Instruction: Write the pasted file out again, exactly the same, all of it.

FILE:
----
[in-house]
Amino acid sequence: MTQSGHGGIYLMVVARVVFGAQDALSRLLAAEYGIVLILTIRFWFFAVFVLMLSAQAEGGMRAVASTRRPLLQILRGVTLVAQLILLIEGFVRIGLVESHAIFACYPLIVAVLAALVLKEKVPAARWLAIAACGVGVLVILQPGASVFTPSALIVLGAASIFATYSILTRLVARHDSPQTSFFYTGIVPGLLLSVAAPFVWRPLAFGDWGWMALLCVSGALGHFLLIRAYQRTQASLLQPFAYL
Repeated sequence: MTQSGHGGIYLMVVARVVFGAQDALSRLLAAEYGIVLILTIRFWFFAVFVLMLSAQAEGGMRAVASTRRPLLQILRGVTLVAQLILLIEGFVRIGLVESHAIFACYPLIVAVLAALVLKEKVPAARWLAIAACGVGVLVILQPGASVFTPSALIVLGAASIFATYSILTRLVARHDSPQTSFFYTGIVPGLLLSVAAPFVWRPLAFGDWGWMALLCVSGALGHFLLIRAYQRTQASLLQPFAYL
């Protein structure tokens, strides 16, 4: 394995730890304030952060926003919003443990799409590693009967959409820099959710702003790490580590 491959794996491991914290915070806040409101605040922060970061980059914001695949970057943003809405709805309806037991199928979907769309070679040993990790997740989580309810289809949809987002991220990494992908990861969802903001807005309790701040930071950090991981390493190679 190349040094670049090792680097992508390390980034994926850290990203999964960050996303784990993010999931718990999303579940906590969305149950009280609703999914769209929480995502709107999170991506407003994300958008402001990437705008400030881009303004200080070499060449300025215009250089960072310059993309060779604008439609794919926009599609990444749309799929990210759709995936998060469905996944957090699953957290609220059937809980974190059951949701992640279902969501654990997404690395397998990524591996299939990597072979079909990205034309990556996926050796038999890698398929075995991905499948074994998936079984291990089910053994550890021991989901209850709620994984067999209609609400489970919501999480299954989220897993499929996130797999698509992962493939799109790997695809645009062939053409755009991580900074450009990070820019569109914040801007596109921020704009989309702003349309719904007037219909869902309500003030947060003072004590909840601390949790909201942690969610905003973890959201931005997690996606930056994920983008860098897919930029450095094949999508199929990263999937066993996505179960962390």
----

[in-house]
Amino acid sequence: MTQSGHGGIYLMVVARVVFGAQDALSRLLAAEYGIVLILTIRFWFFAVFVLMLSAQAEGGMRAVASTRRPLLQILRGVTLVAQLILLIEGFVRIGLVESHAIFACYPLIVAVLAALVLKEKVPAARWLAIAACGVGVLVILQPGASVFTPSALIVLGAASIFATYSILTRLVARHDSPQTSFFYTGIVPGLLLSVAAPFVWRPLAFGDWGWMALLCVSGALGHFLLIRAYQRTQASLLQPFAYL
Repeated sequence: MTQSGHGGIYLMVVARVVFGAQDALSRLLAAEYGIVLILTIRFWFFAVFVLMLSAQAEGGMRAVASTRRPLLQILRGVTLVAQLILLIEGFVRIGLVESHAIFACYPLIVAVLAALVLKEKVPAARWLAIAACGVGVLVILQPGASVFTPSALIVLGAASIFATYSILTRLVARHDSPQTSFFYTGIVPGLLLSVAAPFVWRPLAFGDWGWMALLCVSGALGHFLLIRAYQRTQASLLQPFAYL
């Protein structure tokens, strides 16, 4: 394995730890304030952060926003919003443990799409590693009967959409820099959710702003790490580590 491959794996491991914290915070806040409101605040922060970061980059914001695949970057943003809405709805309806037991199928979907769309070679040993990790997740989580309810289809949809987002991220990494992908990861969802903001807005309790701040930071950090991981390493190679 190349040094670049090792680097992508390390980034994926850290990203999964960050996303784990993010999931718990999303579940906590969305149950009280609703999914769209929480995502709107999170991506407003994300958008402001990437705008400030881009303004200080070499060449300025215009250089960072310059993309060779604008439609794919926009599609990444749309799929990210759709995936998060469905996944957090699953957290609220059937809980974190059951949701992640279902969501654990997404690395397998990524591996299939990597072979079909990205034309990556996926050796038999890698398929075995991905499948074994998936079984291990089910053994550890021991989901209850709620994984067999209609609400489970919501999480299954989220897993499929996130797999698509992962493939799109790997695809645009062939053409755009991580900074450009990070820019569109914040801007596109921020704009989309702003349309719904007037219909869902309500003030947060003072004590909840601390949790909201942690969610905003973890959201931005997690996606930056994920983008860098897919930029450095094949999508199929990263999937066993996505179960962390």